A.D. 1172. Henry II’s three eldest sons conspire against him and align themselves with his greatest enemy, King Louis of France, but it’s Eleanor of Aquitaine’s involvement in the plot to overthrow her husband that proves to be the harshest betrayal. As a royal family collapses and a marriage... show more
A.D. 1172. Henry II’s three eldest sons conspire against him and align themselves with his greatest enemy, King Louis of France, but it’s Eleanor of Aquitaine’s involvement in the plot to overthrow her husband that proves to be the harshest betrayal. As a royal family collapses and a marriage ends in all but name, the clash between these two strong-willed and passionate souls will have far-reaching and devastating consequences throughout Christendom.Devil’s Brood, a breathtaking and sweeping epic of a family at its breaking point, shows how two monumental figures once bound by all-consuming love became the bitterest of adversaries.
Publish date: July 28th 2009
Publisher: Ballantine Books
Pages no: 730
Edition language: English
Series: Henry II & Eleanor of Aquitaine (#3)
My favorite Penman books are "Sunne in Splendor" and "Here Be Dragons." I wouldn't rate this book quite as high--it wasn't as moving--but it was engrossing. And I think the trilogy builds and is cumulative in it's power. Penman certainly is wonderful at making you see the different points of views o...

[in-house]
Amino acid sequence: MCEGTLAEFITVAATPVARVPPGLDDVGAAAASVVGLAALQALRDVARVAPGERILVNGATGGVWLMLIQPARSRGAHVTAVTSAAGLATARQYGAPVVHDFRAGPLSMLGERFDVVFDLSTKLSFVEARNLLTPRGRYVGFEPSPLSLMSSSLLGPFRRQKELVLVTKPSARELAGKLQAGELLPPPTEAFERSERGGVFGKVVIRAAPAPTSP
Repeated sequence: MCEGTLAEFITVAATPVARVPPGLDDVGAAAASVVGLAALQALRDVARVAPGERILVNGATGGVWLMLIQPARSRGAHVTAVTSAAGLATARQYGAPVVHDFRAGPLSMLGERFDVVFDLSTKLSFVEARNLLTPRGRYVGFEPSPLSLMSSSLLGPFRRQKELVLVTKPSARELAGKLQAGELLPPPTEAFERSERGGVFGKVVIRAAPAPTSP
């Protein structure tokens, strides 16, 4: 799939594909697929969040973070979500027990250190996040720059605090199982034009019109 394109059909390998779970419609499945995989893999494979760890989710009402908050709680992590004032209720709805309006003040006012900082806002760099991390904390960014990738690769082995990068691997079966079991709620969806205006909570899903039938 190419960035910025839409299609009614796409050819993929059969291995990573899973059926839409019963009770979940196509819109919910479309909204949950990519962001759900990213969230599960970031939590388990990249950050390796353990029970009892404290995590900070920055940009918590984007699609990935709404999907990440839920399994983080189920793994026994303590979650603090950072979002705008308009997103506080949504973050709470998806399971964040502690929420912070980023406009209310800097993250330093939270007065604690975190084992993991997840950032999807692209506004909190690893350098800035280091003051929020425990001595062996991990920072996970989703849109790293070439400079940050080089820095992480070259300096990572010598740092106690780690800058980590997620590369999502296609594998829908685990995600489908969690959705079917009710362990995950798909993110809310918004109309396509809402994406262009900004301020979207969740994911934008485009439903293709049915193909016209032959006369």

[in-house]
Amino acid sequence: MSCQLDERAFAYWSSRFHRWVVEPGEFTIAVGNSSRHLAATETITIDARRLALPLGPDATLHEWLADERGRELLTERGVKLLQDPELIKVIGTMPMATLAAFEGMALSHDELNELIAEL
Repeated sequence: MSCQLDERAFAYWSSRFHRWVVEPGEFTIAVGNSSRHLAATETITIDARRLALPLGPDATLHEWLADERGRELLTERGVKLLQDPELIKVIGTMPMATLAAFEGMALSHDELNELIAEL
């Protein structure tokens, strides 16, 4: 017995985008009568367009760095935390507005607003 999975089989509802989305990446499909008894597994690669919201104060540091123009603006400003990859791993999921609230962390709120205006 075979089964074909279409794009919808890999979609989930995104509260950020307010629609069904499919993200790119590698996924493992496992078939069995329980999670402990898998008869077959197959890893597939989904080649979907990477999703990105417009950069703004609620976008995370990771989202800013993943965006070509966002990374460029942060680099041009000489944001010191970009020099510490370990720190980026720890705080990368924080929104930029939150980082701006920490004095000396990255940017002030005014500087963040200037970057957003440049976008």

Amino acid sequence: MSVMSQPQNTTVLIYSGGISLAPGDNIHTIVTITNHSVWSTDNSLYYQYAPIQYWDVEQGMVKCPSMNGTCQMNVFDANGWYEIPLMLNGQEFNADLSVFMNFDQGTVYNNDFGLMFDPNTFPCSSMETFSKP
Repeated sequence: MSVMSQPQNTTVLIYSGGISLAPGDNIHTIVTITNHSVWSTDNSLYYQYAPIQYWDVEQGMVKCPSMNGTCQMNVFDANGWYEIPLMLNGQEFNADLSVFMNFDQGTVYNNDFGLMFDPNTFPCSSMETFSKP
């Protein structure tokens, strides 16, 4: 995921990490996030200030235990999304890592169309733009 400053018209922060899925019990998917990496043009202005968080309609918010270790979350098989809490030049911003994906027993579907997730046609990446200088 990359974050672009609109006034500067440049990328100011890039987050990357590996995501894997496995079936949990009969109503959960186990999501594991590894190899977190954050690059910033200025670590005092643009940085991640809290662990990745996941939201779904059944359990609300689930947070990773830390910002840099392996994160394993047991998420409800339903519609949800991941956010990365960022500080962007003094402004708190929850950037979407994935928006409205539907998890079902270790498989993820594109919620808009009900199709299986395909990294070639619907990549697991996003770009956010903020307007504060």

Once again, there was no disappointment in this read! I found myself drawn into the charismatic nature of Eleanor of Aquitaine, and felt as though I were moving through the pages with them. Henry could not have ever seen what his choices were doing to his sons. By refusing to give them as much freed...
Henry, how did you get it all so wrong?
There is one thing you can't fault Penman for and that's her research. It's thorough, copious and usually factual, almost OCD in places. But what I do fault her for is her need to include every single word of it in her novels. This one was so bloated by research that it floated belly up--slowing ...
This was much better than the preceeding book. Takes the action through the trial and tribulations of Henry II's reign, concentrating on his son's rebellions and his relationship with Eleanor. Ends with Henry's death.